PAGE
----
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Watch Specialist

Eric Wind is the owner of WIND VINTAGE, a company dedicated to selling and buying exceptional vintage watches as well as providing guidance to discerning collectors of vintage watches. He previously served as Vice President, Senior Specialist of Watches for CHRISTIE’S, where he helped lead the sale of a number of important watches. While at CHRISTIE’S, he helped with the curation and marketing of the OMEGA SPEEDMASTER 50 auction that took place in New York in December 2015. It was a notable auction that helped continue to drive interest to vintage and modern Speedmasters.

1. Do you remember your first watch?

My first watch was a vintage G.I. Joe watch made by ARMITRON. While I don’t think I have that one anymore, I have looked for years and, thanks to the inspiration of my friend Justin Vrakas, I was recently able to find and purchase a New Old Stock, New In Package one on eBay. I was shocked and thrilled when I saw it!

2. The 3 most iconic watch models?

The first two for me are the OMEGA Speedmaster and ROLEX Submariner. For number three, I have a very time deciding between the CARTIER Tank and the JLC Reverso. I guess I would call that a tie. Honorable mentions go to the AUDEMARS PIGUET Royal Oak, PATEK PHILIPPE Nautilus, and HEUER Carrera.

3. A noteworthy anecdote with one of your watches?

I was proud to be a part of the “OMEGA Speedmaster 50” auction at Christie’s in 2015 and to travel to a number of OMEGA boutiques across the United States to show the watches we had in our auction and share my passion for the Speedmaster. It was the first thematic auction and evening auction that Christie’s did in New York. That auction and the scholarship around Speedmasters, particularly the book MOONWATCH ONLY, helped people begin to really understand and appreciate the small nuances of Speedmasters and exposed them to a broader range of collectors. Of course, it was also exciting to be able to sell the Speedmaster formerly owned by the astronaut Ronald Evans, which is the only privately-flown Speedmaster to circle the Moon.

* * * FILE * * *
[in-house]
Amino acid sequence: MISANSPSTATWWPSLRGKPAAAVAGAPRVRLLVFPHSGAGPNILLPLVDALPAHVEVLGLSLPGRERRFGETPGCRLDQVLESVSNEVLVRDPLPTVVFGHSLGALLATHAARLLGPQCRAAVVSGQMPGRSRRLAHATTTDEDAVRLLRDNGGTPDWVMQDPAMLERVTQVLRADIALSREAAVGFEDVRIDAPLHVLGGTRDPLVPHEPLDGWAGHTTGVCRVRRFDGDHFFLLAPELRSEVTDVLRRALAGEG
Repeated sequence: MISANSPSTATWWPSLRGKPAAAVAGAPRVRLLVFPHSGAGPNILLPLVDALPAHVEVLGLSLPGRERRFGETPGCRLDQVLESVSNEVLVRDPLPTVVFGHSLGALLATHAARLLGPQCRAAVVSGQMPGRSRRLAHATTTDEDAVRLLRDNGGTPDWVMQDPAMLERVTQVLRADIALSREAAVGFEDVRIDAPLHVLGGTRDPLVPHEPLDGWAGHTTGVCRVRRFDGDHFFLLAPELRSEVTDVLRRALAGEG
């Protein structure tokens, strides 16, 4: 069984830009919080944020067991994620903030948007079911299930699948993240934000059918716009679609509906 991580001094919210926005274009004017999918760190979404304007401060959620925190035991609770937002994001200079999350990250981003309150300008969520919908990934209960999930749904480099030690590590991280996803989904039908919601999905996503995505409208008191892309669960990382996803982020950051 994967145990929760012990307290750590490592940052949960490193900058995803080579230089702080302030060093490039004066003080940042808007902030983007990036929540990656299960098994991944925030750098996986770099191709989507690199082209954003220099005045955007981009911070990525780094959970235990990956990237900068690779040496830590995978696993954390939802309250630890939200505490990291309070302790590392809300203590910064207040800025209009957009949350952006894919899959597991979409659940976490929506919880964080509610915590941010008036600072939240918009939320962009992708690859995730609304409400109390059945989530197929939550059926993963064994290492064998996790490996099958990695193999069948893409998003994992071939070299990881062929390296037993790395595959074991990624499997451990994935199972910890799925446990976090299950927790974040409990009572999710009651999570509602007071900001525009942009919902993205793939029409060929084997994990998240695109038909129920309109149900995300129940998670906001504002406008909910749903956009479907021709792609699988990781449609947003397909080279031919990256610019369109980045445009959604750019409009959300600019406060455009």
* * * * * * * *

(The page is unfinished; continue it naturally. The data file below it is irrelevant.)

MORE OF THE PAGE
I enjoyed seeing how much the Speedmaster resonated with the people at our events. Some of the people I spoke with remembered first learning about the Speedmaster around the time of Apollo 11 while others learned about it through watching movies about the space program, such as “Apollo 13”. Of course, two years later, I now look back at the “Speedmaster 50” auction and see that some of the outstanding watches sold inexpensively compared to today! It has been neat to watch the development of the Speedmaster market.